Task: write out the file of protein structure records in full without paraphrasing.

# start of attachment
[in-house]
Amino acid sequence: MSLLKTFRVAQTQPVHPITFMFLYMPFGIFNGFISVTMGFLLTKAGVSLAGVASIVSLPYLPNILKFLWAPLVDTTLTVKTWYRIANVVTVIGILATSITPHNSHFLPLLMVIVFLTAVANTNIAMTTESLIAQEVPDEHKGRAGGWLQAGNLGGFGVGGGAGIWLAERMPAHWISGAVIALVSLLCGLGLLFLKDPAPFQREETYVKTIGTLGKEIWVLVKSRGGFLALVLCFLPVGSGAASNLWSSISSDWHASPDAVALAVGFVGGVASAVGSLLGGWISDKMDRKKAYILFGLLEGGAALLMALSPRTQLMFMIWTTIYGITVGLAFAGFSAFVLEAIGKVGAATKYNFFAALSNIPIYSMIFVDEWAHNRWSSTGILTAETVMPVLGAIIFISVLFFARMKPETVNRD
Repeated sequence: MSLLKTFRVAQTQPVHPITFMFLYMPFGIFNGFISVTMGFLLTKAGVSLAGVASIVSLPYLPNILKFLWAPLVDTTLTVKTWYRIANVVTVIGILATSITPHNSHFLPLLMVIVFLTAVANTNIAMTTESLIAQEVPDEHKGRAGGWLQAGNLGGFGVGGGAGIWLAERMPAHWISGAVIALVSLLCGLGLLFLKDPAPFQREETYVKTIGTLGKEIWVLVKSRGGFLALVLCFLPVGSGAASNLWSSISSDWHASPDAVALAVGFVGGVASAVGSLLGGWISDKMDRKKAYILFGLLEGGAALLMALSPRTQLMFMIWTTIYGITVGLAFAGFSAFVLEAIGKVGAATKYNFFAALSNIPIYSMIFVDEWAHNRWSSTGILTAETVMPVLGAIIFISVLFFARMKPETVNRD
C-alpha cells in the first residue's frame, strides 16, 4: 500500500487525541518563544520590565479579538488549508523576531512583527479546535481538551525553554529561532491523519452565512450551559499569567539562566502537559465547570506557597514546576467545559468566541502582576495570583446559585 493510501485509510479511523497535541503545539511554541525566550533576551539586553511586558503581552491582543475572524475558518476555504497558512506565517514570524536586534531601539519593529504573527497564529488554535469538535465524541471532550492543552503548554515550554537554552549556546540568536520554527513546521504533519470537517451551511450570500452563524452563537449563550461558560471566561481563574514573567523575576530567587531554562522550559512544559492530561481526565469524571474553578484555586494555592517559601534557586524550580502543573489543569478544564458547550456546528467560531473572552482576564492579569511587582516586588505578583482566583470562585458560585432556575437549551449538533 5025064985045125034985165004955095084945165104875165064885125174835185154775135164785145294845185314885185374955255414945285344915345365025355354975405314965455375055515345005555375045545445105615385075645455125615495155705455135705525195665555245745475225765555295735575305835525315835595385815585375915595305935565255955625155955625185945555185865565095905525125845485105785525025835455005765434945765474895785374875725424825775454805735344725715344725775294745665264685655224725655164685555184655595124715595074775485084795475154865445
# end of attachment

[in-house]
Amino acid sequence: MSLLKTFRVAQTQPVHPITFMFLYMPFGIFNGFISVTMGFLLTKAGVSLAGVASIVSLPYLPNILKFLWAPLVDTTLTVKTWYRIANVVTVIGILATSITPHNSHFLPLLMVIVFLTAVANTNIAMTTESLIAQEVPDEHKGRAGGWLQAGNLGGFGVGGGAGIWLAERMPAHWISGAVIALVSLLCGLGLLFLKDPAPFQREETYVKTIGTLGKEIWVLVKSRGGFLALVLCFLPVGSGAASNLWSSISSDWHASPDAVALAVGFVGGVASAVGSLLGGWISDKMDRKKAYILFGLLEGGAALLMALSPRTQLMFMIWTTIYGITVGLAFAGFSAFVLEAIGKVGAATKYNFFAALSNIPIYSMIFVDEWAHNRWSSTGILTAETVMPVLGAIIFISVLFFARMKPETVNRD
Repeated sequence: MSLLKTFRVAQTQPVHPITFMFLYMPFGIFNGFISVTMGFLLTKAGVSLAGVASIVSLPYLPNILKFLWAPLVDTTLTVKTWYRIANVVTVIGILATSITPHNSHFLPLLMVIVFLTAVANTNIAMTTESLIAQEVPDEHKGRAGGWLQAGNLGGFGVGGGAGIWLAERMPAHWISGAVIALVSLLCGLGLLFLKDPAPFQREETYVKTIGTLGKEIWVLVKSRGGFLALVLCFLPVGSGAASNLWSSISSDWHASPDAVALAVGFVGGVASAVGSLLGGWISDKMDRKKAYILFGLLEGGAALLMALSPRTQLMFMIWTTIYGITVGLAFAGFSAFVLEAIGKVGAATKYNFFAALSNIPIYSMIFVDEWAHNRWSSTGILTAETVMPVLGAIIFISVLFFARMKPETVNRD
C-alpha cells in the first residue's frame, strides 16, 4: 500500500487525541518563544520590565479579538488549508523576531512583527479546535481538551525553554529561532491523519452565512450551559499569567539562566502537559465547570506557597514546576467545559468566541502582576495570583446559585 493510501485509510479511523497535541503545539511554541525566550533576551539586553511586558503581552491582543475572524475558518476555504497558512506565517514570524536586534531601539519593529504573527497564529488554535469538535465524541471532550492543552503548554515550554537554552549556546540568536520554527513546521504533519470537517451551511450570500452563524452563537449563550461558560471566561481563574514573567523575576530567587531554562522550559512544559492530561481526565469524571474553578484555586494555592517559601534557586524550580502543573489543569478544564458547550456546528467560531473572552482576564492579569511587582516586588505578583482566583470562585458560585432556575437549551449538533 5025064985045125034985165004955095084945165104875165064885125174835185154775135164785145294845185314885185374955255414945285344915345365025355354975405314965455375055515345005555375045545445105615385075645455125615495155705455135705525195665555245745475225765555295735575305835525315835595385815585375915595305935565255955625155955625185945555185865565095905525125845485105785525025835455005765434945765474895785374875725424825775454805735344725715344725775294745665264685655224725655164685555184655595124715595074775485084795475154865445